Or perhaps we weren’t raised that way. Maybe we have never had a concept of a God, and we’ve always believed that this is all there is. Perhaps we have put our hopes and dreams in the hands of our loved ones and taken those dreams up on our own, convinced that we don’t need any assistance or guidance from a higher power. And what’s beautiful about these two perspectives, and all those in between, is there is still room for miracles.
Whether we believe in a God or not, things will happen that will shock us, and that we have not expected. There will be times when we beat the odds, even when they are stacked high against us. There will be days when we come face to face with our mortality in a way that changes the way we live.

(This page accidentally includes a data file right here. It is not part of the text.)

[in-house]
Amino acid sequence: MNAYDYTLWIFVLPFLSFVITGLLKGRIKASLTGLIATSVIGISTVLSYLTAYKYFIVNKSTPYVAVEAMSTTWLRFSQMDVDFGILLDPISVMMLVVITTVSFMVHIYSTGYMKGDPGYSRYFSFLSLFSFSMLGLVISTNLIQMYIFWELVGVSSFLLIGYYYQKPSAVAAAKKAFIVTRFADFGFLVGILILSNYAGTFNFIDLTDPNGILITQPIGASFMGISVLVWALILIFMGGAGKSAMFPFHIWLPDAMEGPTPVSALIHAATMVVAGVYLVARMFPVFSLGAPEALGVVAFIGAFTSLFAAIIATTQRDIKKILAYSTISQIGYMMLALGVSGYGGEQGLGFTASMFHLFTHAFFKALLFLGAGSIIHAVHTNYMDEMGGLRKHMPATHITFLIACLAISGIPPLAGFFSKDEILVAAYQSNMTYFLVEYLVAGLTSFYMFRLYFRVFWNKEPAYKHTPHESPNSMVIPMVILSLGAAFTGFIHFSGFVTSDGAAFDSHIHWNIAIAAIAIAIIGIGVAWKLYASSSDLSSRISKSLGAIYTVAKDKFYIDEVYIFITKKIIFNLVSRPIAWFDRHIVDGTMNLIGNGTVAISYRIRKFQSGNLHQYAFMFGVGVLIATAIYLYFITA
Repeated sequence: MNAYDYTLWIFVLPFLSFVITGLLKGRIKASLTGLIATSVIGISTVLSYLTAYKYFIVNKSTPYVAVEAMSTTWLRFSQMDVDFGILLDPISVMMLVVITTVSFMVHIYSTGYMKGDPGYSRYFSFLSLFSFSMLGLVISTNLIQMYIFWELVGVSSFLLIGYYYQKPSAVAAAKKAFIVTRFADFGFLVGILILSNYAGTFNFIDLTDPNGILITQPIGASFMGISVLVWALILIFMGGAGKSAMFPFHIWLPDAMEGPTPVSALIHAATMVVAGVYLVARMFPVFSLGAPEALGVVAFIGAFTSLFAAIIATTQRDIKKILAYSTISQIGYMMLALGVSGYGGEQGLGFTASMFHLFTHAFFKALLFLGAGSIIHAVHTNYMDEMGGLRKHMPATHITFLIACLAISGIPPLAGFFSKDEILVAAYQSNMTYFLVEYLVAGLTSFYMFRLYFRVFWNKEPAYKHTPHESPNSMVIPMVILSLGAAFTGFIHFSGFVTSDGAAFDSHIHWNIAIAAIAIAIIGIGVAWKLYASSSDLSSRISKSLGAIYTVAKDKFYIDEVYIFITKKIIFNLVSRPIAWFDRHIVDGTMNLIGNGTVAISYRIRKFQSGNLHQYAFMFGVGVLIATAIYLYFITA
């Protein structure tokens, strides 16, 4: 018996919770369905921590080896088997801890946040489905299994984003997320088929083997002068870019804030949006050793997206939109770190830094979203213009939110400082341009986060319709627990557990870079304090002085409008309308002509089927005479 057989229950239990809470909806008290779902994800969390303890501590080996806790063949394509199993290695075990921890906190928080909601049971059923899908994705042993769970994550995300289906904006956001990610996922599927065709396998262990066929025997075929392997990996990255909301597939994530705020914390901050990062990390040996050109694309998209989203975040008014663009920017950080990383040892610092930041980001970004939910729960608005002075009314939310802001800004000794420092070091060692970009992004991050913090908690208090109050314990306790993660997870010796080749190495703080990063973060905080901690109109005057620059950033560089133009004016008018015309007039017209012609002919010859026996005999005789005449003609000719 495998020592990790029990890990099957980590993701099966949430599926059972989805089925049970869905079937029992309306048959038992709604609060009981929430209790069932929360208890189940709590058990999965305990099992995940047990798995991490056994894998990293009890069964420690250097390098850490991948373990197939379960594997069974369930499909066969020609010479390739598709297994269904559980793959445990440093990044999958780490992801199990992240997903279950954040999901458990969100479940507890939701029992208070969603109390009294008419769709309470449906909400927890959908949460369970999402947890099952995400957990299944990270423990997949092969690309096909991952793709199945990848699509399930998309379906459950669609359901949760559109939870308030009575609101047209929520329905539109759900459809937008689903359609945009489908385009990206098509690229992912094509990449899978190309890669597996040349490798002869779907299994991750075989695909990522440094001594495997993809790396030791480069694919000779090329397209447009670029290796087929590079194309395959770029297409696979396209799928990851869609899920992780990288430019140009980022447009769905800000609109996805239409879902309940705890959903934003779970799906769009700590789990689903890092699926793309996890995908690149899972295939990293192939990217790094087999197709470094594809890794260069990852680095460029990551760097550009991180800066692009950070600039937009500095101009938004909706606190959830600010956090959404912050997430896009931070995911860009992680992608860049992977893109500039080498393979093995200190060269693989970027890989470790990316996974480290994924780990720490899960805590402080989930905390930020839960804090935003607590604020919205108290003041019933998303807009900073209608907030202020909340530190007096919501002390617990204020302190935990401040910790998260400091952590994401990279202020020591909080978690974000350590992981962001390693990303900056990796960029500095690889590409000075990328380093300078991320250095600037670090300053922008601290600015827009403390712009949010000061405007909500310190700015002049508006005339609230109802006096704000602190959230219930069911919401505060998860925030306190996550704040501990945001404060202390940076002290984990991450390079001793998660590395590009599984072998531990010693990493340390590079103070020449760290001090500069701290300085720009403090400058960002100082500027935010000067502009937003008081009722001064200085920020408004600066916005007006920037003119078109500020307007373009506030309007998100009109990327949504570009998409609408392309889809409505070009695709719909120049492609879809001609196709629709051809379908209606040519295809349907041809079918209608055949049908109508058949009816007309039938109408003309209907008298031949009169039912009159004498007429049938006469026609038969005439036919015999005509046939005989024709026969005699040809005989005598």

There will be times when we are so taken aback by a sunset or a sunrise, and pause to reflect on how tiny we truly are in this universe. And each of these times is a space for a miracle.
Oftentimes it is in these moments when we feel that childhood spark of wonder rekindled. It is in those moments that we put understanding aside, and ignore logic, to simply be in reverence at the miracle of this life. We realize that many miracles are not about splitting water in two, or turning it to wine, but in connection and love and compassion.
I feel so blessed to have been raised in this faith. Because unlike Peter Mayer’s experience of church, where he learned that certain water was sacred and certain places were holy, I was taught that it all is. I remember leaving church each week reminded of the beauty in this world and how it is all a miracle.